06/13/2012 01:55 EDT | Updated 08/13/2012 05:12 EDT

Ontario amends Human Rights Code to extend protections to transgendered people

TORONTO - Ontario's Human Rights Code was updated Wednesday for the first time since the 1980s to extend protections to transgendered people, something Manitoba was expected to do Thursday.

Members of all three parties in Ontario's legislature voted to amend the code to add the terms "gender identity" and "gender expression" to prevent discrimination against transgendered people.

It was the first change to the code since it was amended to add the words "sexual orientation" to protect gays and lesbians.

New Democrat Cheri DiNovo, who tried for six years to amend the code with three previous private member's bills, called the vote historic, and said it would prevent discrimination against transgendered people looking for a job or a place to live.

"A long time coming, but it’s a very good day," a beaming DiNovo told reporters after the vote.

"There’s a whole host of things that will be opened up for trans people because of this, and really this recognizes them simply as humans, with all the rights of every other human in Ontario."

A similar amendment to Manitoba's Human Rights Code to include gender identity was expected to pass into law Thursday.

The Ontario legislation was called Toby's Act, in honour of the late musician Toby Dancer, who led the choir at the Toronto United Church where DiNovo was a minister before she became a member of provincial parliament.

A large percentage of transgendered people attempt suicide and nearly half live below the poverty line, which DiNovo said shows they are a marginalized and vulnerable community in need of the same protections from discrimination as everyone else.

Liberal Yasir Naqvi, a co-sponsor of the all-party bill, said politicians thought they had covered all the bases when they amended the code in the 1980s to protect homosexuals.

"We thought at that time that by just adding "sexual orientation" we were covering all kinds of people, but we recognized soon after that was not the case, that we had excluded members of the trans community," Naqvi told the legislature during third reading debate.

"Today, we’re taking that very important historic step forward by adding gender identity and gender expression ... so that no human being is left outside the scope, the protection, of the Ontario Human Rights Code."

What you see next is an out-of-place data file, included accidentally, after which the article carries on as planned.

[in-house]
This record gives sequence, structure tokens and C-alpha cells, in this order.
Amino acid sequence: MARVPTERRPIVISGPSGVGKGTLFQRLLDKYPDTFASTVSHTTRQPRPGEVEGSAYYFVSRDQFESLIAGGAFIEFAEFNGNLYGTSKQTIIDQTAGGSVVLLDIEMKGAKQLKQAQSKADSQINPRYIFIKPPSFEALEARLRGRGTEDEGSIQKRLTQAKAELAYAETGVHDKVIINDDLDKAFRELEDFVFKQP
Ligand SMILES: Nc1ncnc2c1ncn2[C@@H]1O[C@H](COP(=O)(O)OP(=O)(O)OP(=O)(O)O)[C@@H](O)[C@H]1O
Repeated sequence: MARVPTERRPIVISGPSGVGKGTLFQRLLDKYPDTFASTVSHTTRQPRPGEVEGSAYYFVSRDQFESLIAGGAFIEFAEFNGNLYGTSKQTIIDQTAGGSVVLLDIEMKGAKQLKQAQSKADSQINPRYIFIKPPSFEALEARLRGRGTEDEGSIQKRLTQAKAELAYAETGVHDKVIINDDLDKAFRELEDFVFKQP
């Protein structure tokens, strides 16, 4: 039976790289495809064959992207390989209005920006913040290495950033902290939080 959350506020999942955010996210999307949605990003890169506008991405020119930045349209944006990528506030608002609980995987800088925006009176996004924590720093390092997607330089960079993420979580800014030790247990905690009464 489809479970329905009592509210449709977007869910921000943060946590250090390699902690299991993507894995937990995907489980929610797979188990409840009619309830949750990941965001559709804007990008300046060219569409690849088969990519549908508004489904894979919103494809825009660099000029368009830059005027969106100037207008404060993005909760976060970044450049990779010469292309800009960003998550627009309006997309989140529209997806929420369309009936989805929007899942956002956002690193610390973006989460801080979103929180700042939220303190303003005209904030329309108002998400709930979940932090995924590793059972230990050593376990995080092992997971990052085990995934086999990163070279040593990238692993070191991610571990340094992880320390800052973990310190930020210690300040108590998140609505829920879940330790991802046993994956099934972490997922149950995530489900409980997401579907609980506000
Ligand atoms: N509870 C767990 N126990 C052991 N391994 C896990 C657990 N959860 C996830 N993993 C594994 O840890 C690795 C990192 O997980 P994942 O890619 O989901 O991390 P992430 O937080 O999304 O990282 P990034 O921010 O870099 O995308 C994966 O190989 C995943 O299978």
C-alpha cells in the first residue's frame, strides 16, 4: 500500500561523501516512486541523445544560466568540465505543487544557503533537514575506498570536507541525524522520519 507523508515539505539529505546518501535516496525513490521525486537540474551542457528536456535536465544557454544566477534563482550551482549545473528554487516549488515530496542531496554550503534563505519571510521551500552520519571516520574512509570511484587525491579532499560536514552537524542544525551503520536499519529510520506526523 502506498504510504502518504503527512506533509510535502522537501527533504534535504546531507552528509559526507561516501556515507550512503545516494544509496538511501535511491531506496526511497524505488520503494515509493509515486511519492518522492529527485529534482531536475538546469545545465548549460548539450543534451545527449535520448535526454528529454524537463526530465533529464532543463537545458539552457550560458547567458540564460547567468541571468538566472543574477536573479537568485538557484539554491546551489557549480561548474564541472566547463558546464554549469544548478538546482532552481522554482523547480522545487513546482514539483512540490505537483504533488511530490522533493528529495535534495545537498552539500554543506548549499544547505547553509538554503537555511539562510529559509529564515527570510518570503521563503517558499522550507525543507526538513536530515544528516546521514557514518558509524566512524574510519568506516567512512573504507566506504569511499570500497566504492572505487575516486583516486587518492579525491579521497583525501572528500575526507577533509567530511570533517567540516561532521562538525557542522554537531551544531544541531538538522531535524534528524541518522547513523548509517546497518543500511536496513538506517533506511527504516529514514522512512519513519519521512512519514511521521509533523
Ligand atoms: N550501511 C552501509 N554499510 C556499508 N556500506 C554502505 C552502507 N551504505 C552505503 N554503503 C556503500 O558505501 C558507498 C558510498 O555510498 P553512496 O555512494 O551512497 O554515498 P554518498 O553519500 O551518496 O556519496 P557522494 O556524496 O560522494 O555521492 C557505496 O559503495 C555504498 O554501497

Deputy Progressive Conservative Leader Christine Elliott, the other co-sponsor, said DiNovo's persistence on the issue helped persuade her colleagues about the need to protect transgendered people.

"We have been educated in this process, and we have a much deeper understanding of some of the things that people in the trans community go through," Elliott told the legislature.

"That’s why we’re here today, to make sure that we amend our Human Rights Code to properly reflect the need to protect the rights of everyone in our society, and that’s what this is all about."

DiNovo credited the fact Ontario now has a minority government that makes it easier to get opposition bills brought forward for debate for her success in finally getting Toby's Act passed into law.

"This shows minority government working as I think the electorate wants it to work, which is to work together," she said.

Ontario is the first major jurisdiction in North America to provide human rights protections for transgendered people. The Northwest Territories passed a similar bill, and DiNovo expects other provinces and American states to soon follow suit.

"The reality is this is very exciting, and I’m already getting calls from New York state, from North Carolina, so hopefully it starts a wave of moves across jurisdictions for trans," said DiNovo.